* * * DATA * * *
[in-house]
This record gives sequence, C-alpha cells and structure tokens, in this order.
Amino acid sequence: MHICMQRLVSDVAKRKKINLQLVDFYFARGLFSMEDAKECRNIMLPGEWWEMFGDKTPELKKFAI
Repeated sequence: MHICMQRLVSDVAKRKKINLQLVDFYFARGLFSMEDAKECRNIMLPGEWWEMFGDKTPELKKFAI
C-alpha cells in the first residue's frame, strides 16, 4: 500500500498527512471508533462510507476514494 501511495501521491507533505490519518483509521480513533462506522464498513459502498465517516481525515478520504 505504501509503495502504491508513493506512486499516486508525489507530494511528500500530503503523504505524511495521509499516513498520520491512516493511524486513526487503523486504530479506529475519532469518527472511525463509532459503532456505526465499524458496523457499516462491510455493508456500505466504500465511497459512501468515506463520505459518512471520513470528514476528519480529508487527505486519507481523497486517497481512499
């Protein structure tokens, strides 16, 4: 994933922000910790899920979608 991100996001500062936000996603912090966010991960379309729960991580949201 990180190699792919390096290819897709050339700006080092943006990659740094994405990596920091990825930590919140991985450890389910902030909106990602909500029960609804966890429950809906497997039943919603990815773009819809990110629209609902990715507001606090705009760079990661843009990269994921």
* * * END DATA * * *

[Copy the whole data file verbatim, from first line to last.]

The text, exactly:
[in-house]
This record gives sequence, C-alpha cells and structure tokens, in this order.
Amino acid sequence: MHICMQRLVSDVAKRKKINLQLVDFYFARGLFSMEDAKECRNIMLPGEWWEMFGDKTPELKKFAI
Repeated sequence: MHICMQRLVSDVAKRKKINLQLVDFYFARGLFSMEDAKECRNIMLPGEWWEMFGDKTPELKKFAI
C-alpha cells in the first residue's frame, strides 16, 4: 500500500498527512471508533462510507476514494 501511495501521491507533505490519518483509521480513533462506522464498513459502498465517516481525515478520504 505504501509503495502504491508513493506512486499516486508525489507530494511528500500530503503523504505524511495521509499516513498520520491512516493511524486513526487503523486504530479506529475519532469518527472511525463509532459503532456505526465499524458496523457499516462491510455493508456500505466504500465511497459512501468515506463520505459518512471520513470528514476528519480529508487527505486519507481523497486517497481512499
């Protein structure tokens, strides 16, 4: 994933922000910790899920979608 991100996001500062936000996603912090966010991960379309729960991580949201 990180190699792919390096290819897709050339700006080092943006990659740094994405990596920091990825930590919140991985450890389910902030909106990602909500029960609804966890429950809906497997039943919603990815773009819809990110629209609902990715507001606090705009760079990661843009990269994921």